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COLLEGE FOOTBALL

A Rush of Nostalgia in Evanston

October 12, 2000|CHRIS DUFRESNE

The two most exciting offenses in football today are operated by the St. Louis Rams and . . . the Northwestern Wildcats?

Yep, cat scratch fever is back, so much so that all you sportswriters who graduated from Northwestern may have to pose for another group photo in the Rose Bowl press box.

There will never be another 1995, the year the lovable losers from Evanston won the Big Ten title, tugged at America's heart, filled scrapbooks with purple prose and fulfilled every dream in Pasadena short of actually winning the Rose Bowl game.

Northwestern won the Big Ten crown again in 1996 and went to the Citrus Bowl before going into a 5-7, 3-9, 3-8 slide that has made this year's rerun for the roses almost as compelling.

Do not adjust your sports page. You read it right. Northwestern is 3-0 in the Big Ten and Wisconsin is 0-3.

As it was in 1995, Northwestern's moon is in the seventh house.

As it was in 1995, and 1996, Northwestern doesn't play powerhouse Ohio State thanks to the Big Ten's lottery-ball, screwball, random-draw schedule format.

After winning one Big Ten game the last two years, No. 17 Northwestern has already disposed of Wisconsin, Michigan State and Indiana and looks to add No. 22 Purdue to the list Saturday when the teams meet in Evanston.

It's not too early to start crunching numbers.

If Northwestern (5-1 overall) and Ohio State (5-0) win out, the Buckeyes claim the Big Ten based on overall record, but that scenario would likely send Ohio State to the Orange Bowl to play for the national title.

And that scenario would leave Northwestern bound for Pasadena (the Rose Bowl is not obligated to take a Big Ten team if it loses Ohio State to the bowl championship series title game, but a 10-1 Northwestern would be a lead-pipe cinch).

Should Ohio State lose a Big Ten game and Northwestern wins out, the Wildcats take the conference outright and get the Rose Bowl bid.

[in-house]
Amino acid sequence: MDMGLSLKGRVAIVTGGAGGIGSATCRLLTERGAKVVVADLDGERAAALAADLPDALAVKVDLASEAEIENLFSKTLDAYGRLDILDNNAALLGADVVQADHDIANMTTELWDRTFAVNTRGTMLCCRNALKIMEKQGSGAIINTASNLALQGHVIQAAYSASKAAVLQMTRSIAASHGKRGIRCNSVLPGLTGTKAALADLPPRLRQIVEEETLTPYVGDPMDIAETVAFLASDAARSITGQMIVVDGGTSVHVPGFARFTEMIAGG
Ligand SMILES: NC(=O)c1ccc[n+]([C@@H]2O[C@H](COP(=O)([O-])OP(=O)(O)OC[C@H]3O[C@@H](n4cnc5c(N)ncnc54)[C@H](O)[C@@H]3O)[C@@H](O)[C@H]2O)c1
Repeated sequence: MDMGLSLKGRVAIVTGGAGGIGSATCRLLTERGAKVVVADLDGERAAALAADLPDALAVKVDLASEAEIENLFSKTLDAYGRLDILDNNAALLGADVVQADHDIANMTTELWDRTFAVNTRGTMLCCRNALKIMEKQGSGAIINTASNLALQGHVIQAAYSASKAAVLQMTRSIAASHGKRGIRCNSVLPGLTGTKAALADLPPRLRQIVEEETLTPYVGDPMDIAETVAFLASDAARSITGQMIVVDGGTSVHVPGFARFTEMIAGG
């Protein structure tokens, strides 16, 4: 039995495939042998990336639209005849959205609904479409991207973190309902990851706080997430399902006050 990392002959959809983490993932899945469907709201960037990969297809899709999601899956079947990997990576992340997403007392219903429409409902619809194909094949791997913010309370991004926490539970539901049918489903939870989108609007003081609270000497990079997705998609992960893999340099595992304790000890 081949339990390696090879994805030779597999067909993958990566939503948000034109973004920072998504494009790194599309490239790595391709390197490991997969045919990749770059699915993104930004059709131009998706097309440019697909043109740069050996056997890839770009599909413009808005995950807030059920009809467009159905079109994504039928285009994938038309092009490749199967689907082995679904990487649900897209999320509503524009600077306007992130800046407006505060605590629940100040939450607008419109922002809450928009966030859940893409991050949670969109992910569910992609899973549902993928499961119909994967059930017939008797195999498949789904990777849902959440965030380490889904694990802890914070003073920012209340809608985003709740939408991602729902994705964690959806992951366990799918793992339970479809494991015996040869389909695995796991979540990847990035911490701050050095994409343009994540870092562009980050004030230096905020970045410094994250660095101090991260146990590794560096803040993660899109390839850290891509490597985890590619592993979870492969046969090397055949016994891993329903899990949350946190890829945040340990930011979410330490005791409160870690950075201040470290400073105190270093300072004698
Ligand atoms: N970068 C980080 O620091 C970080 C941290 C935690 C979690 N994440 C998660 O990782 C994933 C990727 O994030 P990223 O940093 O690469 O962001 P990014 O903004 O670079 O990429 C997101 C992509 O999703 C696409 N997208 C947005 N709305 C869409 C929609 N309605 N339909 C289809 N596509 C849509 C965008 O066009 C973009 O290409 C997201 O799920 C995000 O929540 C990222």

These, of course, are not your older brother's 'Cats.

Gary Barnett, architect of the '95 miracle run, sold his restaurant and moved on to Colorado, where he presides over a 1-4 team.

Northwestern hired Miami of Ohio's Randy Walker, who took Barnett's leftovers and limped to a 3-8 finish last year, leaving no worldly inkling the 2000 edition Wildcats would go combustible with an offense capable of hanging half-a-hundred points on Indiana and amassing 544 yards against Wisconsin.

Northwestern, which averaged a league-low 12.8 points a game in 1999, has averaged 37.7 points through six games this year. The Wildcats rank 10th nationally in total offense.

Walker and his staff have pulled off one of the great con jobs in recent memory. There's no denying the St. Louis Rams' offensive influences on Northwestern. In the off-season, Walker dispatched Kevin Wilson, his offensive coordinator, to Ram headquarters to study the nuances of St. Louis' unstoppable force.

This was no master stroke.

"We inherited a program here that coming into this season would have no tight ends or fullbacks in the program," Walker said. "There were none."

Walker had no choice but to go to four- and five-receiver sets.

"The no-huddle just seemed like a good idea, we thought we could change the tempo a bit," he said.

As Big Ten coaches are discovering, the spread formation is a ruse. It only looks like the Rams' offense. In fact, Northwestern uses the hurry-up, no-huddle scheme to set up its running game.

Opposing coaches, you might want to jot this down: Northwestern ranks 81st in the nation in passing this week and No. 8 in rushing.

Damien Anderson, the junior tailback, is the man to stop. Anderson has rushed for 200 yards or more in consecutive weeks and carried 36 times last week against Indiana.

After Anderson rushed for 292 yards last week, the lightbulb went off in Indiana Coach Cam Cameron's head. He realized he was trying to plug the wrong hole in the dam.

"See if they can beat you throwing the football," Cameron offered as advice his week. "They haven't had to do that yet."

You figure the Big Ten is going to eventually catch on.

"What's probably going to happen is that after the season people are going to sit down and try to figure out what they're doing," Michigan State Coach Bobby Williams said.

Until then, Northwestern might be able to steal another trip to Pasadena.

GOING OVER THE BOOKS

You have to take the good with the bad in the crystal ball business.

Last week, your humble soothsayer formed one of the most foretelling paragraphs of his career when he wrote in advance of the Florida State-Miami game:

"Wide Right III? It could happen. With Sebastian Janikowski now kicking for the Oakland Raiders, Bowden is back to biting his fingernails over his kicker, Matt Munyon . . . "

Thank you very much.

On the same day, unfortunately, Oklahoma put a 63-14 whammy on Texas, my preseason No. 1.

Mind you, I attached more conditions on that pick than a Donald Trump prenuptial, foremost being Coach Mack Brown's ability to diffuse a potential tinder box at quarterback.

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